Employers should be braced for a fresh round of ‘right to work’ checks and raids by immigration officers, the government has announced. These checks will target the construction, cleaning and care sectors and will begin in the autumn.
Below, we set out a timely reminder of the steps employers must take to avoid sanctions for employing individuals who do not have the right to work in the UK.
Employers will be aware that it is unlawful to employ an individual who does not have the right to work in the UK or who is working in breach of their conditions of stay in the UK.
In order to avoid civil and criminal sanctions, employers need to carry out certain checks before the individual commences employment, and to keep a record of the checks they have carried out. Where an employee has time-limited permission to work in the UK, the employer must also carry out follow-up checks when that permission is due to expire (or after six months where specified documents are relied upon).
Home Office guidance sets out in full the steps that employers will need to take in order to comply with the right to work regime. There is also a checklist explaining the types of documents that are acceptable for checking an employee's right to work and how long the check is valid for.
Under current legislation, employers can face a civil penalty of up to £20,000 per individual they negligently employ without the appropriate right to work. Where an employer knowingly employs such an individual this can result in criminal prosecution. If convicted, employers may receive an unlimited fine or imprisonment of up to six months (or both).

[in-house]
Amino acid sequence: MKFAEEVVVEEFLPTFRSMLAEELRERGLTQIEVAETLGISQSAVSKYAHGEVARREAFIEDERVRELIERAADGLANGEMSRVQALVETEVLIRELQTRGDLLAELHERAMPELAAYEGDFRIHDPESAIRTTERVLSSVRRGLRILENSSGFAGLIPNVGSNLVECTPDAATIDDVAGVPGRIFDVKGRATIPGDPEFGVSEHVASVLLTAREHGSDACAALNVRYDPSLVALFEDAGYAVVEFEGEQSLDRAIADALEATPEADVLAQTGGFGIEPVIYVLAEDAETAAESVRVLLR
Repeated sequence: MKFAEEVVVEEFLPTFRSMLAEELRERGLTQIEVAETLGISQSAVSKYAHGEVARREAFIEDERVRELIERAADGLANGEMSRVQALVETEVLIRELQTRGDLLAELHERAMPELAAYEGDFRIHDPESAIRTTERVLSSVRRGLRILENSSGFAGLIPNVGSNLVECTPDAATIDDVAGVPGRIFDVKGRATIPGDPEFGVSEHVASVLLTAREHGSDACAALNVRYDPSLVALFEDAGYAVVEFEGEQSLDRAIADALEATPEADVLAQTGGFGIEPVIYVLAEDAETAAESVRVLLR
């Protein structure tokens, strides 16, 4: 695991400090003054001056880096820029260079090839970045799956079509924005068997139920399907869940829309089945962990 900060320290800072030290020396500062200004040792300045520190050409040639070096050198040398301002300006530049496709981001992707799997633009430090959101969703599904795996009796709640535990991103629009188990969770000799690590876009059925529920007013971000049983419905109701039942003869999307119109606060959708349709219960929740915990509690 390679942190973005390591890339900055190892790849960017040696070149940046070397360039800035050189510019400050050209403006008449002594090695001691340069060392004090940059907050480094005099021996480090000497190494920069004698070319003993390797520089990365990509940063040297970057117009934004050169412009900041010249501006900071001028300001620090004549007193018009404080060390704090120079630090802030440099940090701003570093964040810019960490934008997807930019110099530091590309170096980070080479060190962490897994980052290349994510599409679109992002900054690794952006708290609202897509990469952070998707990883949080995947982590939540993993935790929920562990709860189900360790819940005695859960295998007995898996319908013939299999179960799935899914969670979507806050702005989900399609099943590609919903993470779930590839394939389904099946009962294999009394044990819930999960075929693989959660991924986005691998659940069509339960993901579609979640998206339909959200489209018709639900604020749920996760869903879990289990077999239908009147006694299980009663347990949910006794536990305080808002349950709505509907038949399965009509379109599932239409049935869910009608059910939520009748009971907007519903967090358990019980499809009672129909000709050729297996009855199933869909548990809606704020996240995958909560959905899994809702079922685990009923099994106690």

In light of the government's announcement we would encourage all employers, particularly those in the construction, cleaning and care sectors, to ensure that they have carried out all appropriate checks (whilst taking care to avoid liability for race discrimination).
Employers should also be able to demonstrate that that they have appropriate systems in place for record-keeping and follow-up checks.
If concerns arise about an existing employee's right to work in the UK, then, to avoid unfair dismissal liability, the employer should take legal advice before dismissing. This is because any pre-emptive dismissal may be unfair (eg where the employee is able to clarify their right to work). In particular, the employer should not jump to any conclusions about an employee's right to work status. They should instead carry out a reasonable investigation, consult the employee about their concerns and allow the employee the opportunity to comment.
The regime entitling employees to work in the UK is not straightforward, and we would recommend that employers who have any concerns about an employee's right to work in the UK take specialist legal advice. Please contact us if you have any concerns.
This publication is intended for general guidance and represents our understanding of the relevant law and practice as at August 2015. Specific advice should be sought for specific cases. For more information see our terms & conditions.